Last week I claimed the that Sixers had to trade Allen Iverson in order for them to be competitive not only now but in the future. Blasphemy? Nearly. Disloyalty at its finest? Absolutely. Beneficial? Definitely. Before you crucify me and sentence me to a fate worse than that of Ben Affleck’s career post-“Gigli,” hear me out.
I love Iverson. I love watching him. I love how he gives his all every night on the hardwood and I love how he values winning above all else. He’s the only Philly athlete that fans have never booed and there’s a reason for it – he’s unbelievably loyal. The problem is Iverson’s style of play. As dominating as it can be, it just does not fit well with the rest of the Sixers team.
When the Sixers made the NBA Finals in 2001, they did it with Iverson as their star and scorer and Larry Brown as their head coach, but what about the rest of the squad? They were role players. The 2001 76ers were filled to the brim with role players, because that’s the best way to complement Iverson’s game. Let him do the majority of the scoring, take as many shots as he wants and let all the other players do the dirty work. Iverson isn’t selfish; that’s just his style of play and how he performs best. The role players never grumbled or complained about not getting shots, because they didn’t have star egos.
Look at the current Sixers roster – Kyle Korver, Andre Iguodala, Chris Webber, Samuel Dalembert. Which one of these doesn’t belong? Not only is Webber past his prime and ridiculously overpaid ($20 million a year, which is, by the way, more than Iverson makes), but he’s already whining in the clubhouse like a pregnant woman in her third trimester.
After the 76ers got blown out by the Wizards a few weeks ago, Webber reportedly went off in the clubhouse afterward, yelling at the coaches and players alike, essentially about not getting the ball enough. Shortly after, Iverson sat before the media, questioning his role on the team, clearly demoralized by Webber’s antics. Iverson has already said this is the most frustrating season of his career, but questioning his role on the team? I can’t ever remember that happening.
Webber and Iverson aren’t winning consistently, so what happens when you sprinkle in a further breakdown of team chemistry between the squad’s two star players? I think Eagles fans got plenty of that this season. Well, what about money? The argument used to be that Iverson sold tickets and put butts in the seats. I’m sure he still does, but so does winning. Also, have you seen a home Sixers game as of late? The place isn’t exactly packed. People are losing interest and something needs to be done about it. Mediocrity does not sell tickets.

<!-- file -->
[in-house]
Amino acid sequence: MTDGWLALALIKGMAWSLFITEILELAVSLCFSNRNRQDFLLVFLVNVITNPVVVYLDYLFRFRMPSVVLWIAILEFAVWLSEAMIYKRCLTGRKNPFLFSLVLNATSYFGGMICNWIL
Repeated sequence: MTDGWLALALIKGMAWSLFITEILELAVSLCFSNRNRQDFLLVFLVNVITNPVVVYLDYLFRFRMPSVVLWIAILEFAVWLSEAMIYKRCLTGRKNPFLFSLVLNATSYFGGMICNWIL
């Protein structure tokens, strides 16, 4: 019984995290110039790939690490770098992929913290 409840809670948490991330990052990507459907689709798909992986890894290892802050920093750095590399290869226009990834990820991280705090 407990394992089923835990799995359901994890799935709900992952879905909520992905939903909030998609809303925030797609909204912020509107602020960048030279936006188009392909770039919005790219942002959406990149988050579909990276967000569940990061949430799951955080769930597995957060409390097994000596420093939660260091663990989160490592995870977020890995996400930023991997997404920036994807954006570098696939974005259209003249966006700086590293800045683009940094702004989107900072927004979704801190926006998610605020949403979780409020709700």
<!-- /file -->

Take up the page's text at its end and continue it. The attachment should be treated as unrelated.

This is like a bad high school science class – we’ve identified the problem and found the error in the formula, but how do we correct it? Why not just unload Webber if he’s causing problems with the team’s champion? Yeah, have a good time with that. You’ll have as much trouble trying to unload Webber for something valuable as Isiah Thomas would have being somewhat competent as an NBA GM.
Like I said earlier, not only is Webber well past his prime, but he has a monster contract that won’t expire until 2008, when he’ll be making $22 million. If 76ers GM Billy King managed to somehow pull the wool over his eyes and get rid of Webber and his contract (you never know, the Knicks and Hawks didn’t get this bad purely by chance), they’d still have to get someone equally or more valuable to be a true contender, and even then it’d be a stretch. If, in that unlikely scenario, that were to happen, you’d still have the problem of Iverson playing with other scorers such as Korver and John Salmons, the former of which couldn’t guard an NBA forward with a crowbar. The defensive problems would still go unsolved and Iverson’s play would still not be maximized.
This is where I came to the dead end. This is where you have to trade Philadelphia icon Allen Iverson in order to be competitive not only now, but especially down the stretch. Iverson carries an incredible reputation around the NBA and could get great market value in return, as well as freeing up a lot of cap space. If they trade Iverson now, while they could get someone great in return, they could grab a high profile, young point guard in return and a solid additional player or two.
If the Sixers could trade Iverson for a guard and a forward like Chris Paul and David West of the New Orleans Hornets, they would then be in a position to build a team for the future around Iguodala, as well as the other young players on the team, like Dalembert, Salmons and Korver. Iguodala, at 21-years-old, is an absolute physical freak. He’s fantastic defensively and has tremendous potential. If he develops his midrange jump shot as he gets older, he could be a devastatingly special player. Iguodala really reminds me of a top-tier player, almost like a Tracy McGrady, before he put it all together and figured it out, minus the ego problem and stupid adidas commercials. If you don’t trade Iverson and ride the season out, he gets another year older, Webber gets more frustrated and the team wastes another year of retooling possibilities.
As a fan, I don’t want to get rid of Iverson. I think he’s the heart and soul of the team, leaves it all out on the floor every night and is one of the elite players in NBA history. I don’t think we’ll ever see anyone quite like him again. Unfortunately, the heart and soul can’t function without the body doing all the other things – something the team just doesn’t have right now.